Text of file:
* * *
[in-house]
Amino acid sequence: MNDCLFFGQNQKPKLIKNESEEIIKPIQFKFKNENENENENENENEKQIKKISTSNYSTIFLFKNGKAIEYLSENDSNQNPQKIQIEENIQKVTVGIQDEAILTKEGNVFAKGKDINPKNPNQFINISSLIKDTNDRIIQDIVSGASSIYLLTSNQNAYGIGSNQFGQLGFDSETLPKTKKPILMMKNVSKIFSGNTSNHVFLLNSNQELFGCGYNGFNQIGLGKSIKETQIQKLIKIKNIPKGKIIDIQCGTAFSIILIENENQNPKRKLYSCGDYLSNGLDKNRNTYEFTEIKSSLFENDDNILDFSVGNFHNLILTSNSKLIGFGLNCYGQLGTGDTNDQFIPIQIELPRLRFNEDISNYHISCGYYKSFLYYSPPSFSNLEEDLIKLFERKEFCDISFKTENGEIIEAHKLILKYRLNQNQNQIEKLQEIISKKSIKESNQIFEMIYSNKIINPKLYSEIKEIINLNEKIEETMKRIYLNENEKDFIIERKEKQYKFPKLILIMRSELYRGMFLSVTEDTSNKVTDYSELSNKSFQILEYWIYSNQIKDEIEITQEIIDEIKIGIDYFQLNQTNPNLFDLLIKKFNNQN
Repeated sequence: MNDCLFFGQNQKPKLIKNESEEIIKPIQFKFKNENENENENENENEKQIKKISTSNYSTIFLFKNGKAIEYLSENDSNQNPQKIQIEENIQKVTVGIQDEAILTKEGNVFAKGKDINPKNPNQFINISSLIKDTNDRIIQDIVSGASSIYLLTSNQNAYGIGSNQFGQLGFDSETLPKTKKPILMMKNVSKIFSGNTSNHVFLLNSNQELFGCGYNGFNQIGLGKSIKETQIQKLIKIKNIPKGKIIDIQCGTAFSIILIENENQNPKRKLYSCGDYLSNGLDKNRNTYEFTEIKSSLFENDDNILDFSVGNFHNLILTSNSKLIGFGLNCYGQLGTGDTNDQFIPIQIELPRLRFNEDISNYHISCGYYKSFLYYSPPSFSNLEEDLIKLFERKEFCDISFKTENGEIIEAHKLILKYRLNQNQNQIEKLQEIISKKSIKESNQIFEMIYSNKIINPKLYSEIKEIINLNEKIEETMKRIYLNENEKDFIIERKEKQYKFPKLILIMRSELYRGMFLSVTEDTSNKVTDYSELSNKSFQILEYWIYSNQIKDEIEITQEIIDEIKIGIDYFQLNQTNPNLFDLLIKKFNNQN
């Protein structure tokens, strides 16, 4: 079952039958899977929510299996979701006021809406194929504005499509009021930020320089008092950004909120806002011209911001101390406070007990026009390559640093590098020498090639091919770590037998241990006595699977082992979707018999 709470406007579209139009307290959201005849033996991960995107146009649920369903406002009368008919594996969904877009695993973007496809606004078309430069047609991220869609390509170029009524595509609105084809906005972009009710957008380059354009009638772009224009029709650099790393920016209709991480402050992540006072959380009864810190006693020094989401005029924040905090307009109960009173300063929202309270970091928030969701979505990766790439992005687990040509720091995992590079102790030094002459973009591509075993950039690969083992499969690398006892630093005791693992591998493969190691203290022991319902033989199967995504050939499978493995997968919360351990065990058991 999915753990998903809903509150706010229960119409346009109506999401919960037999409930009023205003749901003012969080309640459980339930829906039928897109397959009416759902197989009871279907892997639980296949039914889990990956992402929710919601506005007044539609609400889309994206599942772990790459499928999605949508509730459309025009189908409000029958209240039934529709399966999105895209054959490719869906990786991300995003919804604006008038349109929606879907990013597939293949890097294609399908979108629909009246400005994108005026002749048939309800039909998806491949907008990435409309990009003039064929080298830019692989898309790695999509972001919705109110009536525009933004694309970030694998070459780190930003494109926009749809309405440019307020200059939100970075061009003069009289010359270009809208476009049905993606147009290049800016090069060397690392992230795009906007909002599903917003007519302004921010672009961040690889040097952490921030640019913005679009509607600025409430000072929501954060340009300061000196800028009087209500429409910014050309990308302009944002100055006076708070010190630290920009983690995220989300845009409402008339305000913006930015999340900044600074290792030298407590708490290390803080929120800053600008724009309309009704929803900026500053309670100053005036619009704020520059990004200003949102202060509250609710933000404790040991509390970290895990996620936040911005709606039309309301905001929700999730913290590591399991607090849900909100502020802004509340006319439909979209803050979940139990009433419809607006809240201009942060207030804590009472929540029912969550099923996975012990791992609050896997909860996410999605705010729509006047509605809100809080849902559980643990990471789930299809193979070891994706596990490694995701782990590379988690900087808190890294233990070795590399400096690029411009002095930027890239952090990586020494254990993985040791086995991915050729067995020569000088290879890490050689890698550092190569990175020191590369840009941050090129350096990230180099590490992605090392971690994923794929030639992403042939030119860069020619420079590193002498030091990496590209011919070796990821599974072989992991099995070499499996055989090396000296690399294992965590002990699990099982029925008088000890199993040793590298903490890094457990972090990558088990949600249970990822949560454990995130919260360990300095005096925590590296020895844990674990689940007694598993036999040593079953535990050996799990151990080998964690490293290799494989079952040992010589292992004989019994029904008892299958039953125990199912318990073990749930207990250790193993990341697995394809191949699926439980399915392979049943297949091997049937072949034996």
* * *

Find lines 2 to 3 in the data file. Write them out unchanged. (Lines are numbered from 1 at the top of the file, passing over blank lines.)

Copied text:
Amino acid sequence: MNDCLFFGQNQKPKLIKNESEEIIKPIQFKFKNENENENENENENEKQIKKISTSNYSTIFLFKNGKAIEYLSENDSNQNPQKIQIEENIQKVTVGIQDEAILTKEGNVFAKGKDINPKNPNQFINISSLIKDTNDRIIQDIVSGASSIYLLTSNQNAYGIGSNQFGQLGFDSETLPKTKKPILMMKNVSKIFSGNTSNHVFLLNSNQELFGCGYNGFNQIGLGKSIKETQIQKLIKIKNIPKGKIIDIQCGTAFSIILIENENQNPKRKLYSCGDYLSNGLDKNRNTYEFTEIKSSLFENDDNILDFSVGNFHNLILTSNSKLIGFGLNCYGQLGTGDTNDQFIPIQIELPRLRFNEDISNYHISCGYYKSFLYYSPPSFSNLEEDLIKLFERKEFCDISFKTENGEIIEAHKLILKYRLNQNQNQIEKLQEIISKKSIKESNQIFEMIYSNKIINPKLYSEIKEIINLNEKIEETMKRIYLNENEKDFIIERKEKQYKFPKLILIMRSELYRGMFLSVTEDTSNKVTDYSELSNKSFQILEYWIYSNQIKDEIEITQEIIDEIKIGIDYFQLNQTNPNLFDLLIKKFNNQN
Repeated sequence: MNDCLFFGQNQKPKLIKNESEEIIKPIQFKFKNENENENENENENEKQIKKISTSNYSTIFLFKNGKAIEYLSENDSNQNPQKIQIEENIQKVTVGIQDEAILTKEGNVFAKGKDINPKNPNQFINISSLIKDTNDRIIQDIVSGASSIYLLTSNQNAYGIGSNQFGQLGFDSETLPKTKKPILMMKNVSKIFSGNTSNHVFLLNSNQELFGCGYNGFNQIGLGKSIKETQIQKLIKIKNIPKGKIIDIQCGTAFSIILIENENQNPKRKLYSCGDYLSNGLDKNRNTYEFTEIKSSLFENDDNILDFSVGNFHNLILTSNSKLIGFGLNCYGQLGTGDTNDQFIPIQIELPRLRFNEDISNYHISCGYYKSFLYYSPPSFSNLEEDLIKLFERKEFCDISFKTENGEIIEAHKLILKYRLNQNQNQIEKLQEIISKKSIKESNQIFEMIYSNKIINPKLYSEIKEIINLNEKIEETMKRIYLNENEKDFIIERKEKQYKFPKLILIMRSELYRGMFLSVTEDTSNKVTDYSELSNKSFQILEYWIYSNQIKDEIEITQEIIDEIKIGIDYFQLNQTNPNLFDLLIKKFNNQN